Former Starbucks CEO Howard Schultz, who has yet to commit to running for president in 2020, voiced support for a health care proposal known as universal catastrophic coverage during a Fox News townhall on Thursday .
“I would be a proponent – a strong proponent – of universal catastrophic coverage,” Schultz said. “If we did that, we would begin to lower the costs and that would have a significant impact – it would be catalytic on bringing that premium down.”
Schultz added that he believes every American has a right to affordable health care.
Universal catastrophic coverage is an income-based insurance plan where everyone has a policy that covers expenses above a specified deductible amount. The idea is that people pay what they can afford, as determined by their income.
Americans with incomes below a certain threshold would pay no deductible. For others, certain expenses would not be covered, but they would be protected against costs considered unaffordable. Higher-income families would be responsible for paying a larger share of their medical costs.
The exact amounts people would be required to pay via deductibles would likely be determined by lawmakers. For families required to pay it, the deductible is typically set as a percent of eligible income which refers to the difference between total income and the low-income threshold.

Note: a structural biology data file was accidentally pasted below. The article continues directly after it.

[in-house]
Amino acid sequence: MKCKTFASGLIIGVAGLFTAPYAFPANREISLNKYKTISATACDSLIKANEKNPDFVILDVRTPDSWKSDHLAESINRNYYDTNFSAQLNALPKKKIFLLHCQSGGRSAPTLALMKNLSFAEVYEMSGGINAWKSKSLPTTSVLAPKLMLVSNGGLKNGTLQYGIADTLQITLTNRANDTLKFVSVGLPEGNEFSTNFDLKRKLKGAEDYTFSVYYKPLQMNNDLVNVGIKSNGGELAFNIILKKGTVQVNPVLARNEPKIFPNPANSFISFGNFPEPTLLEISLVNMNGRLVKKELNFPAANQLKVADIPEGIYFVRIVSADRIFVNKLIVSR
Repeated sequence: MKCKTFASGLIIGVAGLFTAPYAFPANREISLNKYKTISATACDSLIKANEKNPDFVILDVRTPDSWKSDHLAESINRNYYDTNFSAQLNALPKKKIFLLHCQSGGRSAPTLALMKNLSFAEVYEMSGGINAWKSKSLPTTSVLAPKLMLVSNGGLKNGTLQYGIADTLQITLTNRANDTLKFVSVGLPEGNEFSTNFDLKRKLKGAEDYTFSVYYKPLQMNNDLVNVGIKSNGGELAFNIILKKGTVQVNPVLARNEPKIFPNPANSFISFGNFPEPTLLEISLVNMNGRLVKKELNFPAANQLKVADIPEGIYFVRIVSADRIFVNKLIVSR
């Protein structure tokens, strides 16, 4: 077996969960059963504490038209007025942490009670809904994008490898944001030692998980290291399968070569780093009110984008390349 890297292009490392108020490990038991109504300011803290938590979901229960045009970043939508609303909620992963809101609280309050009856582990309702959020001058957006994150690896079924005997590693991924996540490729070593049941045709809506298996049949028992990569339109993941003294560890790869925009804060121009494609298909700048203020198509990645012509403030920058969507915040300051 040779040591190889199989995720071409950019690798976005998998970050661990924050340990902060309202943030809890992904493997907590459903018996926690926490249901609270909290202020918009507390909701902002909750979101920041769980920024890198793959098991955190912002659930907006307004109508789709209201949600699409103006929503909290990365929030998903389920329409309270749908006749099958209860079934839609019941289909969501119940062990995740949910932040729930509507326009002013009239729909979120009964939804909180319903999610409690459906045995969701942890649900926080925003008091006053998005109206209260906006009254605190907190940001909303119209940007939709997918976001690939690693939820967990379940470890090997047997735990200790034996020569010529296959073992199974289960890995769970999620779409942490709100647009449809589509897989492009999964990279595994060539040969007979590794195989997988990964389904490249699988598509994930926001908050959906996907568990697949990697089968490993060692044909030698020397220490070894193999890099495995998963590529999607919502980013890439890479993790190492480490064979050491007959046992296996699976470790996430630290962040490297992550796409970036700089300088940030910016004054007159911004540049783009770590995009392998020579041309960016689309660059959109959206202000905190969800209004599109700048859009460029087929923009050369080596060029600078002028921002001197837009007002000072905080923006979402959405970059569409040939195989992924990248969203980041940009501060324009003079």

Some models use $25,000 as the threshold and a deductible rate of 10 percent. That means a family with an income of $50,000 would pay a $2,500 deductible. A family earning $125,000 would pay $10,000. Those earning $25,000 – again – would pay nothing.
The plan could be administered by the government through Medicare or private companies. Schultz did not dive into details regarding his preference.
In regards to other policies being considered, the business leader said that Medicare-for-all, a plan being peddled by many prominent Democrats, is not a good idea. Though he added that Republicans have been unable to come up with an adequate replacement while attempting to dismantle the Affordable Care Act.
The former CEO said there needs to be more access, transparency, competition and choice in the health care market.
Schultz noted that Starbucks was the first company to provide “comprehensive health insurance” to all employees, including part-time workers.
He said while he wants to run, he will make a decision by early summer.